Water Procurement: Setting Up a Low-Budget Water Catchment System and Why It Will Save Your Life
How are you doing, Ready Nutrition Readers? This article is the final segment of a three-part series dealing with obtaining water in a preparedness and survival stance. We will focus today on home and small group needs for water, incorporating knowledge from the prior two segments to complete the picture. The needs of each home will differ considerably due to varying needs of water consumption. A two-story home with five children, two parents, and an elderly grandparent with a long-term illness, for example, will need a different amount of water than two brothers in their thirties living in a small cottage.
The basics we’ll cover can be tailor-made to fit the situation that governs your needs. Conservatively speaking, each person needs between 1-2 gallons per day for intake; this does not include use of showers, toilet, sink, and laundry. As we covered in part 2 of this series on water, during a survival/grid down scenario, there are a number of diseases that must be taken into consideration. There are filtration and purification methods as detailed in part 1 as well as large-scale considerations. First things first: let’s discuss obtaining water.
I have included a diagram that shows how to make a water point for the family. Prior to doing any of this, consult with your lawyer or your local and state guidelines concerning laws, statutes, and regulations in the state you live; they may prohibit your obtaining and storing water (surface, rain, or other). Your best bet for catchment is a simple system using the roof. Tar or asphalt roofs are “no-go’s” because of the chemicals that will contaminate your water supply. Slate or tile can be used, and this author believes steel (coated or non-flake-painted) roofs are the way to go.
Your collection barrels can be purchased for $35 – $50 in your local feed or hardware store. Be sure to not pick up a translucent barrel, as your water supply will develop algae; they should be dark in color. I have found some decent 50-gallon barrels that are brown with black lids and a ring-type screw-on seal complete with rubber flange. You want to find a color that camouflages the water barrel or paint it with plastic-bonding paint to make it blend in your environment. If you have a straight roof, you can do at least two collection points. Four (4) 55-gal barrels per point is optimal. Then you’re looking at 440 gallons total when they’re filled.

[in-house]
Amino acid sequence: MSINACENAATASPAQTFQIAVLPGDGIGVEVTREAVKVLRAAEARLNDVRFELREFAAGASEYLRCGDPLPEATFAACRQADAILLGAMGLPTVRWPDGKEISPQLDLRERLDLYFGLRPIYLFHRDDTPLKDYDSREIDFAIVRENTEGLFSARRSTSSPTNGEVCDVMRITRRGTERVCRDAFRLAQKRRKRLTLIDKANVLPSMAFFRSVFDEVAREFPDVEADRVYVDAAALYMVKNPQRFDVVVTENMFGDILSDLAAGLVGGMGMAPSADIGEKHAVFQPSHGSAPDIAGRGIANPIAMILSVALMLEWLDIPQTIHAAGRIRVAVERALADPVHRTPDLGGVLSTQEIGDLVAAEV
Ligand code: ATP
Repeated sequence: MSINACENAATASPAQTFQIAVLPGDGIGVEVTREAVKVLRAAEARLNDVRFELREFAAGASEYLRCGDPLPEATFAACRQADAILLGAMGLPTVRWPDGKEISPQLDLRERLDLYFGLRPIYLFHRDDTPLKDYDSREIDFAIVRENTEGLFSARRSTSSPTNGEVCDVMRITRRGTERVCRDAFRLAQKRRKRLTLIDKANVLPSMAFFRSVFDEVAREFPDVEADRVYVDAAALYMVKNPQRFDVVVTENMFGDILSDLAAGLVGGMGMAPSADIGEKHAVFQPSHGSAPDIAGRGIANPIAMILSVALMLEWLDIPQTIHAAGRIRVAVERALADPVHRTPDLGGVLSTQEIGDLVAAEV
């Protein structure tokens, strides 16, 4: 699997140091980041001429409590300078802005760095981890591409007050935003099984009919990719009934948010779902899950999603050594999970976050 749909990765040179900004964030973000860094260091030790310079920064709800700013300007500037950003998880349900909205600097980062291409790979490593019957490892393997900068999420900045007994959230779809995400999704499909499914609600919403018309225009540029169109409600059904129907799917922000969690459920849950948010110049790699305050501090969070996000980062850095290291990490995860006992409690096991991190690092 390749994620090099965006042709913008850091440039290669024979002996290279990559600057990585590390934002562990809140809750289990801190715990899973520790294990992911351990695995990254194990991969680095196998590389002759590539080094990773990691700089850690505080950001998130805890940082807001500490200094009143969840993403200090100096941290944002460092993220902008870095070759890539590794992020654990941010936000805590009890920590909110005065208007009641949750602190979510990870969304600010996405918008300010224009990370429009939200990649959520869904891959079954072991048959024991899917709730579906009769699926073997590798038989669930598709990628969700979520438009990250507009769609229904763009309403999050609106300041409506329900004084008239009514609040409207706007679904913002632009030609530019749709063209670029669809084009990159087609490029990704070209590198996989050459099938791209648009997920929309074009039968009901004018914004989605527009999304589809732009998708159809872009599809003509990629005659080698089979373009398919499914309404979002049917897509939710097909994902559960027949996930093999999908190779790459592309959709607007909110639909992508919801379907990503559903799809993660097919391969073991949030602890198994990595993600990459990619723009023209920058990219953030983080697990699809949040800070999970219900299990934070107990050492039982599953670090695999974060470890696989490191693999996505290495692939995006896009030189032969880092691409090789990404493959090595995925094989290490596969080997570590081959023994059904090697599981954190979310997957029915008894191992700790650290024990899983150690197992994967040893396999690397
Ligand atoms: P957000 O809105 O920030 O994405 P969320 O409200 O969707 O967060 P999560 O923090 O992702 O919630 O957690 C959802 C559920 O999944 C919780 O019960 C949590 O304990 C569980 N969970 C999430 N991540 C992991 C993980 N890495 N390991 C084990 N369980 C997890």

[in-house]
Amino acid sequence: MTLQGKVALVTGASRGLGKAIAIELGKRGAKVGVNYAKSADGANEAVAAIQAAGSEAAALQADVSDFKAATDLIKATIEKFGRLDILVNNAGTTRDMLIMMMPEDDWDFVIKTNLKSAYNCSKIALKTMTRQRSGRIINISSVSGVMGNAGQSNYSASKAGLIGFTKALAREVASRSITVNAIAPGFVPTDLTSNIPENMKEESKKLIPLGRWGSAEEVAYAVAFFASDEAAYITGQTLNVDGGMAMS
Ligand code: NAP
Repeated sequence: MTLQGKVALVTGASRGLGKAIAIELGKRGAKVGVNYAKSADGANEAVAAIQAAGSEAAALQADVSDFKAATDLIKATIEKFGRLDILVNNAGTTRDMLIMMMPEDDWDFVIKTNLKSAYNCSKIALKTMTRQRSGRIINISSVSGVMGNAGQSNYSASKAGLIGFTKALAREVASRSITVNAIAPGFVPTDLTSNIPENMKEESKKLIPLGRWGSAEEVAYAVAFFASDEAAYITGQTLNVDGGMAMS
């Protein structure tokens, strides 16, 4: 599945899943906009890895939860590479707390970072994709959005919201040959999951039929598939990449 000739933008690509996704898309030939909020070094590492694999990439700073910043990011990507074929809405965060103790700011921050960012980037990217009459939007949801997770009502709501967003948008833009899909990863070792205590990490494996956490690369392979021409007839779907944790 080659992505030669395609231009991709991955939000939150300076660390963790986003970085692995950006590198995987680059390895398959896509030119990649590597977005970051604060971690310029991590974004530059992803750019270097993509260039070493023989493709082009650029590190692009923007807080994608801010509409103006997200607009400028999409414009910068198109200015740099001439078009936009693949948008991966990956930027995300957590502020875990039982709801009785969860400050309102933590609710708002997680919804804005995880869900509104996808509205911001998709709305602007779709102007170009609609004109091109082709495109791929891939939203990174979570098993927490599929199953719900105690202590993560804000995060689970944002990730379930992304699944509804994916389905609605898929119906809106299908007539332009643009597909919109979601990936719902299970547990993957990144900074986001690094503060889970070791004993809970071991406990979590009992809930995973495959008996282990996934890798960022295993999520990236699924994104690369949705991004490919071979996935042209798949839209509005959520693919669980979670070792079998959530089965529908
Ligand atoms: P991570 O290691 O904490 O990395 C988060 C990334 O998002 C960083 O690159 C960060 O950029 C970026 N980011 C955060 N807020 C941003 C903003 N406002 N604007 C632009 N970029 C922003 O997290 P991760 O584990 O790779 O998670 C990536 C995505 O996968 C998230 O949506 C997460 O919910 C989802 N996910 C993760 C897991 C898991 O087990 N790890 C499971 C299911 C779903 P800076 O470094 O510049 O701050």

For those who can afford it and those who don’t have a 6’ (yes, six foot) frost line, there are 225-gallon holding tanks that can be set in-ground, or you can set in a brick and concrete underground cistern. There are plenty of plans and sites available on the web, and (depending on your family’s needs) you may wish to consider them as options. There are other variables that you must consider as well, and some are as follows:
- Time of the year/season: Obviously you’re not going to collect much rainwater in the wintertime. The water point needs to be shut down during the winter to prevent your barrels from freezing, splitting, and/or becoming a giant, fixed, “cool-pack” that weighs around 418 lbs. (a gallon of water is 7.6 lbs). It is best to gather snow and melt it (5 gal snow = 1 gallon water), or pour it into non-splitting containers for big blocks of ice you can melt down.
- Neighbors: How are things on “Sesame Street?” Are the neighbors friendly, or are they just “friends in need” when the time comes, or even worse? Would they complain about your water point(s) to your friendly neighborhood housing authority? Or will they want to take your supply when they have no water? Best advice here is some type of security system around your water point. You may even wish to enclose your barrels in some type of shed or storage building. Camouflage, ad infinitum, in all things you do; blend in and do not stick out.
- Budget: The system I diagrammed is low budget. You can do it (total) for under $300, if you’re sharp and cut corners. You need to spec it out on paper with a good working diagram of your own as applicable to your home.
OK, so we have a good method of collecting water and some suggestions to store it, but what about those “creepy crawlies” from Part 2? Disease during a disaster is going to run rampant. You need to be prepared, and here are some methods to do it.
Microscope: A good microscope is going to be worth its weight in gold. You need one with a mirror-lighting system to augment the stage illuminator, to enable you to use the sun if it’s “grid down” and/or a generator is inconvenient or too noisy. To invest in a decent one, ask your doctor, veterinarian, or a local schoolteacher or professor of biology to make a recommendation. A 100x – 500x should work just fine. You’ll also need a gram-staining kit, slides, test tubes, and a good lab manual with plenty of color photos to identify specimens on a slide. With this you’ll be able to do your own homework and find out what is making your whole family ill. Remember the microscope is not powerful enough to see most viruses; however, you’ll be able to see bacteria and the one-celled buggers of the protista family (ex: Giardia lamblia).